General information: First Jewish presence: 14th century; peak Jewish population: 165 in 1925; Jewish population in 1933: 130
Summary: According to records, Altenburg was home to a synagogue and a Judengasse during the 14th century, proving that an organized community existed there. The community was annihilated in the Black Death pogroms of 1348/49, and we also know that the local aristocracy prohibited Jews from settling in the area from 1540 until 1800, so that it was only in the 19th century that a lasting Jewish community was established in Altenburg. Burials were conducted in Leipzig, the nearest large community, until the early 1920s, when a section of the municipal cemetery was allocated for Jewish use. An influx of Jewish immigrants, mainly from Galicia, arrived in Altenburg during the same decade; in 1925, they founded their own community and set up a synagogue in a rented hall on Pauritzerstrasse. In 1938, a few weeks before Pogrom Night, members of this Polish community were deported to the Polish-German border and abandoned there. On the night of November 10, 1938, the day after Pogrom Night, the remaining Jewish houses were raided; the inhabitants assaulted and forced to stand in the street in their nightclothes. The synagogue was destroyed, and the men were deported to Buchenwald. The 80 or so Jews who still lived in Altenburg in September of 1939 were moved into several “Jews’ houses,” subjected to forced labor and deported in 1942/43. Very few of these deportees survived the war. In 1944, two concentration camps, incarcerating approximately 2,000 Hungarian and Polish Jews who had been sent there as slave laborers, were set up inAltenburg; 99 inmates were buried in the cemetery. In 2002, a memorial plaque listing their names and dates of death was unveiled there. Eleven Jews, apparently survivors of these camps, lived in Altenburg after the war. A local school produced a film about the town’s Jewish community in 2005.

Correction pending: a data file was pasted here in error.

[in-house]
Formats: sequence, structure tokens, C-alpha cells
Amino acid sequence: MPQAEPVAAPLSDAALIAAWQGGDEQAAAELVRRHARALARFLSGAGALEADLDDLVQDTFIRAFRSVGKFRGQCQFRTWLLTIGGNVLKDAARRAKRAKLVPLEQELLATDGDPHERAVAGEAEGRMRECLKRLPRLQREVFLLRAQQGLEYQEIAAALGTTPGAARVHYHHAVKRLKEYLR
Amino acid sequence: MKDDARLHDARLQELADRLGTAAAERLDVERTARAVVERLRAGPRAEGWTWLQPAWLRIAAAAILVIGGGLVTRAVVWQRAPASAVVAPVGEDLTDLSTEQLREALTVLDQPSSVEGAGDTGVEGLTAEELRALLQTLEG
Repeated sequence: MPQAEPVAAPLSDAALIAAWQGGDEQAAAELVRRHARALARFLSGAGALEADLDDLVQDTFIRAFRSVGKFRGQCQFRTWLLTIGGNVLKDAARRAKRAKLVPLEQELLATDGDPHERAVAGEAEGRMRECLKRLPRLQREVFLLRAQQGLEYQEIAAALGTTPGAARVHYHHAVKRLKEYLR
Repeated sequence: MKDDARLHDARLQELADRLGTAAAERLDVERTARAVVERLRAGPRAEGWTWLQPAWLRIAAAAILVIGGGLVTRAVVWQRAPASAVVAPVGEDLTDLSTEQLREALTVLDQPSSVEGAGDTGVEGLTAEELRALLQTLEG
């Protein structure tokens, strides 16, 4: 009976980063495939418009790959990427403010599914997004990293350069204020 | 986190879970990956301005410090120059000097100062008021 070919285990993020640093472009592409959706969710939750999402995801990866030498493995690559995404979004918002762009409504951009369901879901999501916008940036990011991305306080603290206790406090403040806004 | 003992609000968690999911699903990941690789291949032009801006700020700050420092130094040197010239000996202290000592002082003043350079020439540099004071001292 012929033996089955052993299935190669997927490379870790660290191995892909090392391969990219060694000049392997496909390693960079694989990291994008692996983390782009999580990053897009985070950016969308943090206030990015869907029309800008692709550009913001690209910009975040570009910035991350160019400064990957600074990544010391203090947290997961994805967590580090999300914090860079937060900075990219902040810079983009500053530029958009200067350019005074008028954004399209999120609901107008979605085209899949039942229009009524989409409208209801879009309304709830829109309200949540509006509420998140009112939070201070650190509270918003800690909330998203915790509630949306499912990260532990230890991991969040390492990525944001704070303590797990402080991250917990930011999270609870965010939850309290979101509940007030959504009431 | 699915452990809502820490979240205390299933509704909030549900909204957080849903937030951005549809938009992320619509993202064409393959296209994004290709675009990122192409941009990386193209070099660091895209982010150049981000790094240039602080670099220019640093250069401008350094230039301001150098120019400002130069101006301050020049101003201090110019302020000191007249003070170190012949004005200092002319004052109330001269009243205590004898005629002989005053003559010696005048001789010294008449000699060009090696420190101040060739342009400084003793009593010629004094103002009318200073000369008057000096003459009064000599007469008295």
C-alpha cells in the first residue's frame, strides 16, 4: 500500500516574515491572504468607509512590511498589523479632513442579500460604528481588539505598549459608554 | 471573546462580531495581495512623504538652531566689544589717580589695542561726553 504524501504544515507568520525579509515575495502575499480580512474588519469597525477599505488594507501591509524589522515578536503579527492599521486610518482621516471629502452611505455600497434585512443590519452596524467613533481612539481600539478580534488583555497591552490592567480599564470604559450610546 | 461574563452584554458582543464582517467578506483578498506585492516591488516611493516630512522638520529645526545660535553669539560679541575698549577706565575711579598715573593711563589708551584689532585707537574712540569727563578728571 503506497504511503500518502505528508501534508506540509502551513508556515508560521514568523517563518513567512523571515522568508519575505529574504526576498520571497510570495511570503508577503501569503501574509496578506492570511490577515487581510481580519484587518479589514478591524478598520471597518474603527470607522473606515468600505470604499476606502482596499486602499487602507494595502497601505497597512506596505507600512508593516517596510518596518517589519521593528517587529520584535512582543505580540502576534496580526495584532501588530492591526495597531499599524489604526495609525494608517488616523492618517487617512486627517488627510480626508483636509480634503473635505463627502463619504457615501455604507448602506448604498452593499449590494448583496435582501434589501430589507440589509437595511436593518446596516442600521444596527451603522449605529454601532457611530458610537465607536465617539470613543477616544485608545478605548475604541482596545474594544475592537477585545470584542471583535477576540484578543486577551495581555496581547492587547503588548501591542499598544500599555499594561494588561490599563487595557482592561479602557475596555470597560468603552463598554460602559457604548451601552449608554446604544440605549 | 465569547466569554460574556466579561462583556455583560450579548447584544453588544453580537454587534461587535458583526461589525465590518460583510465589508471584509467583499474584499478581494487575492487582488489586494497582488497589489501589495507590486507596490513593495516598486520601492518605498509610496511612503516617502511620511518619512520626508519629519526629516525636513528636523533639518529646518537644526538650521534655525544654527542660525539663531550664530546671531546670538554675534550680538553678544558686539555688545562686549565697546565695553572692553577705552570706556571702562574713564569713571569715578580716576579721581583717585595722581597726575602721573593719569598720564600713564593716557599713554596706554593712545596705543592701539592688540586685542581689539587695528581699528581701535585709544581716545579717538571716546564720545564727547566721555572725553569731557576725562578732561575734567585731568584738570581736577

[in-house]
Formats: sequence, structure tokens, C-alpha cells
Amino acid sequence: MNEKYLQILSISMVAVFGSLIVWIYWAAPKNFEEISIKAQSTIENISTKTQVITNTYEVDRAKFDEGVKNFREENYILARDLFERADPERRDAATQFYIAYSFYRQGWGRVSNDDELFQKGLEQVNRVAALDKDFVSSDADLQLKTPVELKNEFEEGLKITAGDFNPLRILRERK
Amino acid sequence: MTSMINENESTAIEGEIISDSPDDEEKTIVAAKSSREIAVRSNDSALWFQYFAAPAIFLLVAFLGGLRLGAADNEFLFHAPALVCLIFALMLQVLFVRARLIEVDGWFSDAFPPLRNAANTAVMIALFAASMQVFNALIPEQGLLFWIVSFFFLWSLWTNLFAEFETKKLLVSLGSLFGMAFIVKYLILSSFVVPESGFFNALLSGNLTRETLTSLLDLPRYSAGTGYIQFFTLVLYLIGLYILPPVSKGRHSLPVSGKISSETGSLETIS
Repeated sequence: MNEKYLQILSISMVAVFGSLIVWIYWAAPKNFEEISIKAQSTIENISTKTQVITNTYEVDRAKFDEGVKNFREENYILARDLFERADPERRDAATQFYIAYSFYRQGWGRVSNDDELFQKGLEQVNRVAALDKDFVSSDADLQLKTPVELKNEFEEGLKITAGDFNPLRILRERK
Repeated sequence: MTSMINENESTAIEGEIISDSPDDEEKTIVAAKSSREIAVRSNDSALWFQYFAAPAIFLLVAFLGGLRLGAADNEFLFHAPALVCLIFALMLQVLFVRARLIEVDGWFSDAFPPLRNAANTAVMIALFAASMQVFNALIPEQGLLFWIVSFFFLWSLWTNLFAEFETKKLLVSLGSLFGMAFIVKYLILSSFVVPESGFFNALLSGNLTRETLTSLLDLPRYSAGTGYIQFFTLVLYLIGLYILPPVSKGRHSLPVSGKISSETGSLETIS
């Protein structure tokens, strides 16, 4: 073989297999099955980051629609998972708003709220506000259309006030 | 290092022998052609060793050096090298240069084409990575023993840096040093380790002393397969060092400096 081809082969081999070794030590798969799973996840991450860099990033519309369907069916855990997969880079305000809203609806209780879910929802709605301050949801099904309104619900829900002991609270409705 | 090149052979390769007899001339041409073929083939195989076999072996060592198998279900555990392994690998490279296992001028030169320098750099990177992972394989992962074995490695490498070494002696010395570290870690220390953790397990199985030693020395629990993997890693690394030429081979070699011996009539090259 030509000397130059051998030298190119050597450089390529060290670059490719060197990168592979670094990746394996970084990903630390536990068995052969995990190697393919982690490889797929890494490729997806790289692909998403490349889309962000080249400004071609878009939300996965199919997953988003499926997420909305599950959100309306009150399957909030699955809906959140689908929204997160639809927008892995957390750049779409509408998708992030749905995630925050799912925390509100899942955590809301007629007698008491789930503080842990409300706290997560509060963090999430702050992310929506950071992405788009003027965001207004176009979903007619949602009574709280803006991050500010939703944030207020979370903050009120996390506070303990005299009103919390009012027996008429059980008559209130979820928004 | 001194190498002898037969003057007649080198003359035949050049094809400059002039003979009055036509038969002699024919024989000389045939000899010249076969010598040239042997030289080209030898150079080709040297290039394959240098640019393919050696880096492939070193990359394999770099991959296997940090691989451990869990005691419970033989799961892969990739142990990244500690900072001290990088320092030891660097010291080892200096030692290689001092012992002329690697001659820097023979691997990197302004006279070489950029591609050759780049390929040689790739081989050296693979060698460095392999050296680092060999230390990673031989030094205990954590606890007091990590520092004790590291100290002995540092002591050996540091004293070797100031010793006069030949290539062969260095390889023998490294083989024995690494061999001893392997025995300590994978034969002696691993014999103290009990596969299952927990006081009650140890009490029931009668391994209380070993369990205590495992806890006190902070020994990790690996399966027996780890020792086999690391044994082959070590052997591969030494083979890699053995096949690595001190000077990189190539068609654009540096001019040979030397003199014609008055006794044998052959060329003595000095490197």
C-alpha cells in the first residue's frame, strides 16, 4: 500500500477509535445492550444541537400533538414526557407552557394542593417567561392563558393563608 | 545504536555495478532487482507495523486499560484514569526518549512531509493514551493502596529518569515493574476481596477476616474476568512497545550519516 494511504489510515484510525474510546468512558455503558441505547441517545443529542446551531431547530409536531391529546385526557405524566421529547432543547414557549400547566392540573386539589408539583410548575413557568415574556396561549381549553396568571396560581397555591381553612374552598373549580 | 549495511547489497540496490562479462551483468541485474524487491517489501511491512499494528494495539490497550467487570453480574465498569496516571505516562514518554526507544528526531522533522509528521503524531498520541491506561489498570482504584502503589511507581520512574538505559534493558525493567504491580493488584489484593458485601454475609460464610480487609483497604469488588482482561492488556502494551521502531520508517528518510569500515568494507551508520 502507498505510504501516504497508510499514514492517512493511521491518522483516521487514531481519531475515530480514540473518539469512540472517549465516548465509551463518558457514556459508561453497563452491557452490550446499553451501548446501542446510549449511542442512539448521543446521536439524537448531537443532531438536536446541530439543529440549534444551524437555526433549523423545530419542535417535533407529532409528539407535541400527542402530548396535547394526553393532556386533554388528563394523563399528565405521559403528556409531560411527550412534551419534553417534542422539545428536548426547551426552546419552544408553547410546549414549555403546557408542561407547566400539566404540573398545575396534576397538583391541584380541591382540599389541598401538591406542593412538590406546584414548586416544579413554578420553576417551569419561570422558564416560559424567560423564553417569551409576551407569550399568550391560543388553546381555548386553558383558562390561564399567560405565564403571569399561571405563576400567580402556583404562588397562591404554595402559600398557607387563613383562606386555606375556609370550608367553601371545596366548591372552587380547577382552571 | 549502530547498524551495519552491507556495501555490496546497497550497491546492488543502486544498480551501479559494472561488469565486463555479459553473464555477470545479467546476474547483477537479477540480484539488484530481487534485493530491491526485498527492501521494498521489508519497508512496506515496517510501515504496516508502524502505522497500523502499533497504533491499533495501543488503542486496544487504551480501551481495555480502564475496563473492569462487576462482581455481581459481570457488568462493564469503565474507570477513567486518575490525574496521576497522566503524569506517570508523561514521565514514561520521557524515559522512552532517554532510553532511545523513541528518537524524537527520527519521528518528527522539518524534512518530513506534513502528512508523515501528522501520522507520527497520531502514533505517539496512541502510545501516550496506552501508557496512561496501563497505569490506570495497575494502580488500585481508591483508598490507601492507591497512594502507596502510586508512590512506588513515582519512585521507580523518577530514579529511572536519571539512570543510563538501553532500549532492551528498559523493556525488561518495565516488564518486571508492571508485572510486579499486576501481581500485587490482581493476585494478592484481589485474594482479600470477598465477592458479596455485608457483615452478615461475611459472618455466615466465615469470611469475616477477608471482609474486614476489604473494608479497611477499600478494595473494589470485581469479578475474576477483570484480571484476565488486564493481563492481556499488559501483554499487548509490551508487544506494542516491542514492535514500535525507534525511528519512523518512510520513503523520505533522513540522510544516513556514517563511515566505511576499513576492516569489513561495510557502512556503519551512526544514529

Author / Sources: Harold Slutzkin; Source: EJL, FJG, LJG
Located in: thuringia